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Eye the Environment

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By David McCabe

The Sag Harbor Citizen’s Advisory Committee turned its attention to the environment at the group’s meeting on Sunday afternoon, discussing septic systems, recycling centers and illegal off-road vehicles.

John Linder, the outgoing chair of the CAC, asked the committee to consider ways in which members could help the village preserve the sustainability of its bodies of water, especially in light of a report saying parts of Shinecock Bay have become toxic. Quickly, the conversation turned to the placement of septic systems in houses close to the water.

The problem, committee members seemed to agree, was that these systems are too often old and in disrepair. They differed, however, on their preferred solutions.

CAC member Stephen Schumann suggested Southampton Town could consider raising money to completely retrofit its sewage system. Other members of the committee said the cost of such a measure would be prohibitive, and that it would do nothing to solve the problem in the short term.

Linder raised the idea that the Town of Southampton could offer tax breaks to residents who have their septic system checked, allowing them to get the faulty systems repaired. Incoming CAC chair Judah Mahay said the group is concerned that the town, which is looking into ways to clean up local bodies of water, is not thinking in terms of specific programs that could be funded.

“You can’t just throw money at things,” Mahay said.

The committee also addressed the issue of illegal use of all-terrain vehicles in unauthorized areas in the town.

“It’s not that we necessarily want to curb the use of ATVs in general, it’s just when they are used in a place that isn’t really sanctioned,” Mahay said. “The laws are on the books with concern to ATVs, it’s just about making sure those laws are enforced and people are knowledgeable about them and the reasons they were implemented in the first place,” Mahay said.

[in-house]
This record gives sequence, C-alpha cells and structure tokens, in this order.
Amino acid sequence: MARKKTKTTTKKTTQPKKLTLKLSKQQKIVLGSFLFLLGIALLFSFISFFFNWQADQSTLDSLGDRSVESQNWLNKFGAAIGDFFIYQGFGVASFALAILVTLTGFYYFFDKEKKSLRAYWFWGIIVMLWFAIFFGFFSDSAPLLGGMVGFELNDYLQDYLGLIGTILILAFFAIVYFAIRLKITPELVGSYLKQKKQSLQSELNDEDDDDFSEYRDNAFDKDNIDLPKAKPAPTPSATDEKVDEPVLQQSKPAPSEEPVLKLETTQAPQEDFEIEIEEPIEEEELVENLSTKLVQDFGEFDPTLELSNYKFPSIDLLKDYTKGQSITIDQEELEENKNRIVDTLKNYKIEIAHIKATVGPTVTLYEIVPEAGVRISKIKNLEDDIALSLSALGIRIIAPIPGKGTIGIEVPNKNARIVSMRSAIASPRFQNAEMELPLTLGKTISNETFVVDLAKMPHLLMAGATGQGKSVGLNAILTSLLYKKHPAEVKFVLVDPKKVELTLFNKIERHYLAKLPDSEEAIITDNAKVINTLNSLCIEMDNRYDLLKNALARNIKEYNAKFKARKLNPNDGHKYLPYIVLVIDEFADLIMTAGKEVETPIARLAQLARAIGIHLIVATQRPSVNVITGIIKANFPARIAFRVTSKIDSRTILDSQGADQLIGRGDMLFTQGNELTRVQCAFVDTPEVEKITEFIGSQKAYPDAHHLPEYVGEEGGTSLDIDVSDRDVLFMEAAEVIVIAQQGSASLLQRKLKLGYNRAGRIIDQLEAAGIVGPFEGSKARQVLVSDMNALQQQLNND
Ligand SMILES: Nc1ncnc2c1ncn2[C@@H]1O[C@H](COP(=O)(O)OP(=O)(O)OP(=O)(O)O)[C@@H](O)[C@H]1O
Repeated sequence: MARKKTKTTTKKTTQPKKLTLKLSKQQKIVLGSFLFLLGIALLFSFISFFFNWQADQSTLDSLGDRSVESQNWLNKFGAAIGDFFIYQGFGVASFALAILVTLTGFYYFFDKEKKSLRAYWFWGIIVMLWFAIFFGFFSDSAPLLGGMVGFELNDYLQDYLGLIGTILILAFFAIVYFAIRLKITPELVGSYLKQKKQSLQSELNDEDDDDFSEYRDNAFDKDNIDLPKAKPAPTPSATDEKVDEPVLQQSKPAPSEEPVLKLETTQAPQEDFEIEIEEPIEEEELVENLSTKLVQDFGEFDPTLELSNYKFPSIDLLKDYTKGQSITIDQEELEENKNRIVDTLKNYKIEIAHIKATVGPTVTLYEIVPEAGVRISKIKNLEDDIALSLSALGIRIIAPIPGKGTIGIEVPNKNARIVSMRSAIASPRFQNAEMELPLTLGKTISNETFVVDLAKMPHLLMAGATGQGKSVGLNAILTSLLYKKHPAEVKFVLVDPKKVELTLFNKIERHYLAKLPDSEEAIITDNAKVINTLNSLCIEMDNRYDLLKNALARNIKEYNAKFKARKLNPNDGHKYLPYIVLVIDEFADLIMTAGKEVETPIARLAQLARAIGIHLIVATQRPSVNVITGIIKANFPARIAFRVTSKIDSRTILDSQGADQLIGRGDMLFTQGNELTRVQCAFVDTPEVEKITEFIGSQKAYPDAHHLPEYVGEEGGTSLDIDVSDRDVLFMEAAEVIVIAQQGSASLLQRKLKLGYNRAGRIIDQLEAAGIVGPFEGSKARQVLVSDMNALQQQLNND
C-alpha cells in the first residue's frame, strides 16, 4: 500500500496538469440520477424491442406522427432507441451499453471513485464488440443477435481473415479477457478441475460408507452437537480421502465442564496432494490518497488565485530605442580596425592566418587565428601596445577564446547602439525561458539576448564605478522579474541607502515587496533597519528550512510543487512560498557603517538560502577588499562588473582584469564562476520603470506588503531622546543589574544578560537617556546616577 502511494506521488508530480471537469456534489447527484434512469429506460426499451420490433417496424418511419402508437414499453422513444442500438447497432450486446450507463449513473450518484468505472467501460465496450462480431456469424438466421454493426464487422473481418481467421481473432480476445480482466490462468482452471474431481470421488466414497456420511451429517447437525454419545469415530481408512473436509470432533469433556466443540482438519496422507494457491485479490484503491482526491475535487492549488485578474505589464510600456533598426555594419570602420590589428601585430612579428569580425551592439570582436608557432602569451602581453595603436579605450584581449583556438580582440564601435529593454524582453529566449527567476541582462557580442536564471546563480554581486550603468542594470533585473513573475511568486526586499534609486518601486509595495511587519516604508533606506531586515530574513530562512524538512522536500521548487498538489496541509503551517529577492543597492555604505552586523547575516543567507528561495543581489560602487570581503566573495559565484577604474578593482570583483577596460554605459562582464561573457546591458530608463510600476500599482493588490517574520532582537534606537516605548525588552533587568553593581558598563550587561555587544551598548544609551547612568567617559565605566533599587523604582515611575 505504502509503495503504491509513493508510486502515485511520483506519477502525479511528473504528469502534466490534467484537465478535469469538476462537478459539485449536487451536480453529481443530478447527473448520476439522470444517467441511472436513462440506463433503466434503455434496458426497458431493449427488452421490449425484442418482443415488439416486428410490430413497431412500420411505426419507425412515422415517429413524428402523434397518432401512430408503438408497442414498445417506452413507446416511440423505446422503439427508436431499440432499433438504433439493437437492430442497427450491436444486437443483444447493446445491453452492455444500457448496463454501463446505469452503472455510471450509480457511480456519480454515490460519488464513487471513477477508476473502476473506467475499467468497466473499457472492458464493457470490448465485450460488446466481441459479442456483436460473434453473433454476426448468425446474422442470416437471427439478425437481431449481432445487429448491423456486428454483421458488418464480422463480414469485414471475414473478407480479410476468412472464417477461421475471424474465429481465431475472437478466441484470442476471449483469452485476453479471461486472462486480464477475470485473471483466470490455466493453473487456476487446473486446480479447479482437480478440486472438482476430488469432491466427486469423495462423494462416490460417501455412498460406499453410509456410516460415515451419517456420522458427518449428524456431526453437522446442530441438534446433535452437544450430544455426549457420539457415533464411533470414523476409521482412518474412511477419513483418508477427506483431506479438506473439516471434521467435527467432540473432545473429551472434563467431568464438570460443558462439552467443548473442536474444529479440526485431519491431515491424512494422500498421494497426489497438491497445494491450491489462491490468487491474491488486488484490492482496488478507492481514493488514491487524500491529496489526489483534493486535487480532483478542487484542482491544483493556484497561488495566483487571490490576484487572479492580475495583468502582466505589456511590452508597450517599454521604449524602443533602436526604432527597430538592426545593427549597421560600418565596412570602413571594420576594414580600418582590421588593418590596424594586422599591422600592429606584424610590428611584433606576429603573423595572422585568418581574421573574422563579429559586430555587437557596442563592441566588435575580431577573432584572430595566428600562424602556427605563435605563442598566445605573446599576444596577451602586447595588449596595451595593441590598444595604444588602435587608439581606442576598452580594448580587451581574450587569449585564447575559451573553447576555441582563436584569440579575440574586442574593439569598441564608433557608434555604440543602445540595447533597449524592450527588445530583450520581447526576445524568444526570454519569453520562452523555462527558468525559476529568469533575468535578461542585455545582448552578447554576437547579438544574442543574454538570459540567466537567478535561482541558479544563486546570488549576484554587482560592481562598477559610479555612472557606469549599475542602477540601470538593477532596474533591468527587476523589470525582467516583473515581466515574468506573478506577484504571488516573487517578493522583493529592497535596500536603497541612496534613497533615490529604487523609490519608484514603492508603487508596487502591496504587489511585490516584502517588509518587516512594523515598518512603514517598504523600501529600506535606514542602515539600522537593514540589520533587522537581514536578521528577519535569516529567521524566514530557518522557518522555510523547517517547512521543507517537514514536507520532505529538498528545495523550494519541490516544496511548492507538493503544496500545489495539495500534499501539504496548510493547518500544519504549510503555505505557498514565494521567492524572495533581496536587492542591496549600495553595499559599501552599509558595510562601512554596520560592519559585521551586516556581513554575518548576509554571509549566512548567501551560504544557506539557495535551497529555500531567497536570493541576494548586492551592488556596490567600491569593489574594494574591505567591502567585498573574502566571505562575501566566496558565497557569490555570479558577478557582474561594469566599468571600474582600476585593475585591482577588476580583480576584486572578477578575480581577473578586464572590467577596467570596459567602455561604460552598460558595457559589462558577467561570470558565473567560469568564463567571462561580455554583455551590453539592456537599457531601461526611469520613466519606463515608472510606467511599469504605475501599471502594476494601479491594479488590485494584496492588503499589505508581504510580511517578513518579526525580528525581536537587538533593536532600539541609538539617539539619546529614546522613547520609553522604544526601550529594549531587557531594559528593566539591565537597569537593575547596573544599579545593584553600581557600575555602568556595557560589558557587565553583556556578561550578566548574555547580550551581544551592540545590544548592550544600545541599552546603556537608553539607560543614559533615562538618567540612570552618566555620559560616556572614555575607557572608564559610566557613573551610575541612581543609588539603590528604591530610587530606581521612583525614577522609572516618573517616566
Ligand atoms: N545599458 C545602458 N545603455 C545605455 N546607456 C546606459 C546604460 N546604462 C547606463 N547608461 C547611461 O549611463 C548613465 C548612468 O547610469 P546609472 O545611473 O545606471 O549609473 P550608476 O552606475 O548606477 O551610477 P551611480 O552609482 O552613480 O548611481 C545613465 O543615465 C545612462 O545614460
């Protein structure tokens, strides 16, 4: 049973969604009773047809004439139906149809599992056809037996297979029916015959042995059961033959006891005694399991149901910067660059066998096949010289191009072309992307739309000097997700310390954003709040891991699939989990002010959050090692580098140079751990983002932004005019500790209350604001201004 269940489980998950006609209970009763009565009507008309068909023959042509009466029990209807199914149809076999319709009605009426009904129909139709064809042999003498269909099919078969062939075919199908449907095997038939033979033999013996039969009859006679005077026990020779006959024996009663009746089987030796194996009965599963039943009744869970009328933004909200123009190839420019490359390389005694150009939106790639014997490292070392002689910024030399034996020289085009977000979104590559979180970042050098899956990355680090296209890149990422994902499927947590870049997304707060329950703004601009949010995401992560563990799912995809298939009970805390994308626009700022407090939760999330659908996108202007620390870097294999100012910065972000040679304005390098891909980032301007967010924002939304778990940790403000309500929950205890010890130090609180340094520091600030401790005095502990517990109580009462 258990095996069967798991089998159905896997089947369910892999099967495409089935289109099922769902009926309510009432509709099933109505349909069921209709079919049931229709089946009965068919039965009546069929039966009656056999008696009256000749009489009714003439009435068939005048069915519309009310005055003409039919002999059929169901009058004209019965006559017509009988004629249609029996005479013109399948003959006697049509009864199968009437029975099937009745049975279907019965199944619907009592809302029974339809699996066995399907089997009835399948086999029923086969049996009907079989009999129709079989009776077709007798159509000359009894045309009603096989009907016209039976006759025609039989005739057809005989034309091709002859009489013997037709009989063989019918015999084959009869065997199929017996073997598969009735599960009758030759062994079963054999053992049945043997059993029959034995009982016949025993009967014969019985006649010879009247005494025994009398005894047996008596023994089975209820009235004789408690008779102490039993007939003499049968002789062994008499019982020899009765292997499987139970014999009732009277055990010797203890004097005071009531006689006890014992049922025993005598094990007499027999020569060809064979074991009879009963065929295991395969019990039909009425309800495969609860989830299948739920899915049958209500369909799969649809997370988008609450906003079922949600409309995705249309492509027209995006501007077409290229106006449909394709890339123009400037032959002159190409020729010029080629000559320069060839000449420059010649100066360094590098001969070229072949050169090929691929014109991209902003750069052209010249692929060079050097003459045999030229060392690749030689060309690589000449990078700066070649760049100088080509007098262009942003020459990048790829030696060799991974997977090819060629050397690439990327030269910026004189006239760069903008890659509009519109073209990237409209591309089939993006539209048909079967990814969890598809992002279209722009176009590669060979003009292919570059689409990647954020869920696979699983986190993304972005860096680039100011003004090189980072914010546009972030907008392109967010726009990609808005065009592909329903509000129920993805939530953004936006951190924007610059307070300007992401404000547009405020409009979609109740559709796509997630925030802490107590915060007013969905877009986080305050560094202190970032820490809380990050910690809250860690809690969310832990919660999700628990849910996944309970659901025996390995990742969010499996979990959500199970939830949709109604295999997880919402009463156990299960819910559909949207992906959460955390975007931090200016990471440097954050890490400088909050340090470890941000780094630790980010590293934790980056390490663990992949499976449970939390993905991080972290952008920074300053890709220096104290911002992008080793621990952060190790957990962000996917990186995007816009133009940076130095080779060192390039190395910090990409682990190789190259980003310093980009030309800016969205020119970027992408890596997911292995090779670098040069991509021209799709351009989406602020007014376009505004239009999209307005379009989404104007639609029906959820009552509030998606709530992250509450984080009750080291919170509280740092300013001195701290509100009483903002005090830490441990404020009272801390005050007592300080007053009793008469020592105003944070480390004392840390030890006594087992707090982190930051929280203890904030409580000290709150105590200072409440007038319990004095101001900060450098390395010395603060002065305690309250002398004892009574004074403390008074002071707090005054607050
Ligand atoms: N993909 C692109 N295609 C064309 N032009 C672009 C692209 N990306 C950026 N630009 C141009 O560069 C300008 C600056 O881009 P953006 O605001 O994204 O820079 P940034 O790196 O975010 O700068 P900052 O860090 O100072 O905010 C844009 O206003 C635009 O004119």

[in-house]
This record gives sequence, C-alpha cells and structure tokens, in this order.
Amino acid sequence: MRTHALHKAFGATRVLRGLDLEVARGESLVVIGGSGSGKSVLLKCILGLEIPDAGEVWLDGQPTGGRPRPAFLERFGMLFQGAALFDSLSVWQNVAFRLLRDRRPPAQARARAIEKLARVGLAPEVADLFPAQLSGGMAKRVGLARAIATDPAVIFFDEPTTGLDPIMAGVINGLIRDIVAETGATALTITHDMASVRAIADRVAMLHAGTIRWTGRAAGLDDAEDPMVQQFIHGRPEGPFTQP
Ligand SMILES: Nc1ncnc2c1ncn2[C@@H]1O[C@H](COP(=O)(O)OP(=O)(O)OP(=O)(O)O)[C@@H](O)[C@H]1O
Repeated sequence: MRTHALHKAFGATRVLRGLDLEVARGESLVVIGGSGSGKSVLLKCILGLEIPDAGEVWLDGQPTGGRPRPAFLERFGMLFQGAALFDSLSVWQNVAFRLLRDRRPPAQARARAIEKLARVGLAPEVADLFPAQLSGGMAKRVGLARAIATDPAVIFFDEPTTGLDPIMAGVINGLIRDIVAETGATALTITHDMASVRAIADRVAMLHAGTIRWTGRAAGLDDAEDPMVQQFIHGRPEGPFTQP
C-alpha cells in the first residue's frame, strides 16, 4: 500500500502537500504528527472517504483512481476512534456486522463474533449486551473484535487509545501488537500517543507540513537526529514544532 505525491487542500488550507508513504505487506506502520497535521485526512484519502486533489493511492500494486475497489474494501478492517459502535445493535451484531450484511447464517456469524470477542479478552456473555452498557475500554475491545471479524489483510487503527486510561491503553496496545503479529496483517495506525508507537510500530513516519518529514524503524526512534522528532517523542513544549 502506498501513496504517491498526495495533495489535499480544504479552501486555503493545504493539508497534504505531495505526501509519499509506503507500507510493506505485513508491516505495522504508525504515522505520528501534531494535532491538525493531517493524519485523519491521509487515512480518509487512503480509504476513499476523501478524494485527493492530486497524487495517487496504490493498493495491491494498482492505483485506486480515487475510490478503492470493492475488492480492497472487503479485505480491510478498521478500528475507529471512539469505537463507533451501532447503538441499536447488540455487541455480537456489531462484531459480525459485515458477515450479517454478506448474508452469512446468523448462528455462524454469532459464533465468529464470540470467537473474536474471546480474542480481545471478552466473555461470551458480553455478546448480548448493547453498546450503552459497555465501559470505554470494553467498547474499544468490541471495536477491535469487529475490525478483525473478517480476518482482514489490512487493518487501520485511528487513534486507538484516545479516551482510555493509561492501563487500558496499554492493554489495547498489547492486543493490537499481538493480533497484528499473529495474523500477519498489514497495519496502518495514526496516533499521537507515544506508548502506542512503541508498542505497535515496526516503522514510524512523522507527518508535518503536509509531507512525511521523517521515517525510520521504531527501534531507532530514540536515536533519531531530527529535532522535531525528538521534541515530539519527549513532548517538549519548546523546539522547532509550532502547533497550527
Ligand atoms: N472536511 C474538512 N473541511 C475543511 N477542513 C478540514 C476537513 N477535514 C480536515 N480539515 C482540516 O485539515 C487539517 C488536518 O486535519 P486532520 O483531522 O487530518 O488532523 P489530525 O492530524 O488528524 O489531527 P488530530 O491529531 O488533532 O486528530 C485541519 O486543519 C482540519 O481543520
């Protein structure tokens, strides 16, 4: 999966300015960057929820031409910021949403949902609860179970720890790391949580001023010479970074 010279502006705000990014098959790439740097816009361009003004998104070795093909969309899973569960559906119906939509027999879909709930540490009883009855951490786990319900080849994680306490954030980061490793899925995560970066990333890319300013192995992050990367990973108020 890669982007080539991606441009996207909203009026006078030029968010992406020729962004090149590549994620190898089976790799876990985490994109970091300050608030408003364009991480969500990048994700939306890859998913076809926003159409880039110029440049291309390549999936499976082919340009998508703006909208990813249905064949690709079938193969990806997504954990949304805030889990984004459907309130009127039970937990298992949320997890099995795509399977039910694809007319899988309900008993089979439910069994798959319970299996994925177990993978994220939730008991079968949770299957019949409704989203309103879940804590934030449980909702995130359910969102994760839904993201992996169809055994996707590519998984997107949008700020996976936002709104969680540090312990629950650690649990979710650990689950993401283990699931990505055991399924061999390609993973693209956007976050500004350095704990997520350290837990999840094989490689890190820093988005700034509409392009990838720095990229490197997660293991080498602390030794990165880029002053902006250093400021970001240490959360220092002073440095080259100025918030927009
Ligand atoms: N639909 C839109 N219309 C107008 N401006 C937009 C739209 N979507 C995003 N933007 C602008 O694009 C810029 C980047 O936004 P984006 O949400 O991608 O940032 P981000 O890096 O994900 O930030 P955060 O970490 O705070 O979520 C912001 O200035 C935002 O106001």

The CAC also used the meeting to discuss how it could make it easier for Sag Harbor residents to recycle their batteries and electronic devices. Both require special recycling facilities. The CAC decided to wait until its next meeting, because a Sag Harbor resident had raised the concerns about the recycling center and the fact it was unclear where certain objects, like electronic devices, could be disposed of.

“A definite concern that we want to make sure is addressed is that the different recycling centers are working in tandem with one another,” Mahay said, adding he hopes the facilities could find a way to make it clear where residents of Sag Harbor must go to dispose of specific items.

CAC members also spent part of the meeting brainstorming ways to expand their membership, after an Express editorial commented on the group’s diminishing numbers and what the paper viewed as its waning power within the community. Some group members argued that community members think all the issues the CAC could deal with were already resolved, and so they have no interest in the committee.

In the coming months, the CAC will be reaching out to members of the local activist community. Instead of casting a wide net, CAC members will reach out personally to Sag Harbor residents they think may be interested. However, they stressed anyone with an interest in area issues is encouraged to join the committee.

“Anybody who’s a resident of the greater Sag Harbor area that’s interested in how the community develops would be a welcome addition to the committee,” said Mahay.